The city of Uman is located in central Ukraine, 170 miles from Odessa. Its current population is 87,000. Since the fall of the Iron Curtain, a small but growing Jewish population in Uman has developed around the gravesite of Rebbe Nachman of Breslov, zt’l (d. 1810), on Pushkina street. The local Jews are mostly involved in the annual pilgrimages of Jewish tourists, as well as in optical machinery, a vitamin factory, a sewing factory, a footwear factory, and other industrial enterprises.
A large Jewish community lived in Uman in the 1700s and 1800s. In 1768, a Cossack Ukrainian uprising resulted in the massacre of as many as 20,000 Jews. From 1726 through 1832, Uman was owned by the Potocki family of Polish nobles. Avraham ben Avraham, zt’l Hy’d (1700–1749), the Jewish convert alongside whom the Vilna Gaon, zt’l (1720–1797), is buried, was Valentine Potocki of that Polish family of nobility.
Religions were suppressed after the Russian Revolution of 1917. The Soviet regime made every effort to stifle Jewish religious life, and in 1937, after years of persecution, the authorities finally closed the Breslover synagogue in Uman, converting it into a metalwork factory. In 1941, the German army encircled Uman and “deported” the entire Jewish community, murdering more than 17,000 Jews. They destroyed the Jewish cemetery, including the burial place of the victims of the 1768 uprising as well as the grave of Rebbe Nachman of Breslov. Rebbe Nachman was buried on October 17, 1810, having chosen to be in the old cemetery in Uman, amidst the massacred Jewish martyrs who had died al kiddush Hashem 42 years earlier.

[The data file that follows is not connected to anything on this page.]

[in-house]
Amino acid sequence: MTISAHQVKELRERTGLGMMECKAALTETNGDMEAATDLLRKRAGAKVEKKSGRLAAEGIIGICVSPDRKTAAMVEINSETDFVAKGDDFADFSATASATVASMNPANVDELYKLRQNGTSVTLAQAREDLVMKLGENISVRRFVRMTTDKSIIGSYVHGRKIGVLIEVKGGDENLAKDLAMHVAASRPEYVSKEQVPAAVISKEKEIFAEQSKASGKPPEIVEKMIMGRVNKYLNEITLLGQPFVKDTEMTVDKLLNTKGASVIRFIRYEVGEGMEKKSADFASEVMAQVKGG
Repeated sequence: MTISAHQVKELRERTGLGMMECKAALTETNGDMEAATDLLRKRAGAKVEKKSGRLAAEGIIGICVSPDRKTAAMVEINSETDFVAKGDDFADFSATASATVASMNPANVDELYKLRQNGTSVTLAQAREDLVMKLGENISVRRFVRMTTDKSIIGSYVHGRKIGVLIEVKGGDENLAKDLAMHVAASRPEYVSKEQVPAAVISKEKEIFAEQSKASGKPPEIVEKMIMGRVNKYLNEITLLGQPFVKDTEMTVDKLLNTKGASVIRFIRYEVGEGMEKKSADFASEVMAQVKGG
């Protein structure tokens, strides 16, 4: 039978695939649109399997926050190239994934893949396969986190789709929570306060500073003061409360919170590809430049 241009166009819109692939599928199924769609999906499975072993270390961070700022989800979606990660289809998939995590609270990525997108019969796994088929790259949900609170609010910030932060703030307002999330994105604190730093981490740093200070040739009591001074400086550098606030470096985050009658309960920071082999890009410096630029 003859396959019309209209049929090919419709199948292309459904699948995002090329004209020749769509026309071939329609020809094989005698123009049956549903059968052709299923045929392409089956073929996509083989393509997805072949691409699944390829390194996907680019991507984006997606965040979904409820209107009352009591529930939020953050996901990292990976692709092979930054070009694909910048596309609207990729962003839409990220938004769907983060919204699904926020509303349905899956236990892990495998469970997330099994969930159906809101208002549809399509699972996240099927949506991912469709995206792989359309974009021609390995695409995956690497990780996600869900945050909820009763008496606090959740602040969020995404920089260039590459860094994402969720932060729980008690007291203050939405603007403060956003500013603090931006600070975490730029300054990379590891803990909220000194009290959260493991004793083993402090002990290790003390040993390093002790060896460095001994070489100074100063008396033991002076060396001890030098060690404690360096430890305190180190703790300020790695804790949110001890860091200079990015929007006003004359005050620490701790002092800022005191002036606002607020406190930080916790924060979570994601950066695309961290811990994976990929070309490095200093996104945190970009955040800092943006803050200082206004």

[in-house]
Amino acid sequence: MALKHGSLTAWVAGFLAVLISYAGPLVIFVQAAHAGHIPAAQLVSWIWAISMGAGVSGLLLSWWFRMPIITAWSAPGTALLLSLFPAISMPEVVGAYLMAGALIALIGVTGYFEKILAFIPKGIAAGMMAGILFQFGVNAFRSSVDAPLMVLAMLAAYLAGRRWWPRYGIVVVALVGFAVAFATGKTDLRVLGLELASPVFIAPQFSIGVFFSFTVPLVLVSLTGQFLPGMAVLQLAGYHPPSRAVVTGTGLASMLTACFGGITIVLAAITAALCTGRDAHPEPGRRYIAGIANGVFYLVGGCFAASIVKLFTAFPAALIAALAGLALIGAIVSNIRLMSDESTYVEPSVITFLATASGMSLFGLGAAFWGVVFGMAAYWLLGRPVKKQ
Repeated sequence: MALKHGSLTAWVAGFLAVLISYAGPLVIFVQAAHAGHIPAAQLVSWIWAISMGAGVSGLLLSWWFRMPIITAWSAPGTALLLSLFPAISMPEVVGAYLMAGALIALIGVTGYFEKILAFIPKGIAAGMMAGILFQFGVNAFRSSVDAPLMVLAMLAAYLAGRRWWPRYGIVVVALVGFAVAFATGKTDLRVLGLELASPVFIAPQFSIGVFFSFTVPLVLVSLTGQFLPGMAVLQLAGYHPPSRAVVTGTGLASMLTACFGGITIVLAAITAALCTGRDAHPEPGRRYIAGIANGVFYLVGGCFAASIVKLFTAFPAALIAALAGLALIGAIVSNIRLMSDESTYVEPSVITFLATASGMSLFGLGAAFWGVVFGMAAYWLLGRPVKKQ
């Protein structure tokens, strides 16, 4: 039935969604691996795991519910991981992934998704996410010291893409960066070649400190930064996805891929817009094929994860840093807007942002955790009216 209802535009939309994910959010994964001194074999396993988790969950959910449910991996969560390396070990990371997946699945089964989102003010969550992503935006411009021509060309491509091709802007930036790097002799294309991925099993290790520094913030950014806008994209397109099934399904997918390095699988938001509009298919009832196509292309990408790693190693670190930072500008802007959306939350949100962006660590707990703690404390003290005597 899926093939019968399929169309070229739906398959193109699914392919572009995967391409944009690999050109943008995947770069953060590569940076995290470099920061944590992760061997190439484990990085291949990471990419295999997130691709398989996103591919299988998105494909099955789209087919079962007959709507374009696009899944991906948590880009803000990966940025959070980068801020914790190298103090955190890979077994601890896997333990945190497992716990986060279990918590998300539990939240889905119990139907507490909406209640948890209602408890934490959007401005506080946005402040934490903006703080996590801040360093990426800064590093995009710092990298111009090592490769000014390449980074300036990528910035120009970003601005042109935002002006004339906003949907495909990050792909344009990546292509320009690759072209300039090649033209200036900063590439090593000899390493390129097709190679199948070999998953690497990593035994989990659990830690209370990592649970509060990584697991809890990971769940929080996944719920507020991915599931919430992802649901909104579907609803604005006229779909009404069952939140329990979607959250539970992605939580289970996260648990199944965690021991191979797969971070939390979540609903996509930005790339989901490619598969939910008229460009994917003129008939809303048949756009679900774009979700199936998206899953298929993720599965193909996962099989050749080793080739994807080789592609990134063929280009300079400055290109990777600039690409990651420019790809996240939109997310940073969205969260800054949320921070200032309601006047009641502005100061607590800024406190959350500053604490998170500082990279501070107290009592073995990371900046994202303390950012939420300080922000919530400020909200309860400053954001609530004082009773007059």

After WWII ended, no one could even contemplate restoring the cemetery. Nevertheless, a few dedicated Breslover chassidim were able to find traces of two poles which had stood at the head and foot of Rebbe Nachman’s grave. When the local municipality commenced a housing development on the old cemetery grounds, the chassidim acquired the immediate property and a house was designed in such a way that its exterior wall would run alongside it. The grave was thus inconspicuously protected within the private yard of the house. The house became the home of a non-Jewish family, which has maintained residence there ever since.
The phenomenon of pilgrimages to the gravesite of Rebbe Nachman actually began immediately after his passing. After the Rebbe’s funeral that Sukkos of 1810, his chassidim returned to their hometowns. Rabbi Noson, zt’l (1780–1844), the leading disciple of the Rebbe, hired a carriage and journeyed from village to village collecting Rebbe Nachman’s followers for their first pilgrimage to the Rebbe’s resting place on Rosh Chodesh Shevat (January) 1811.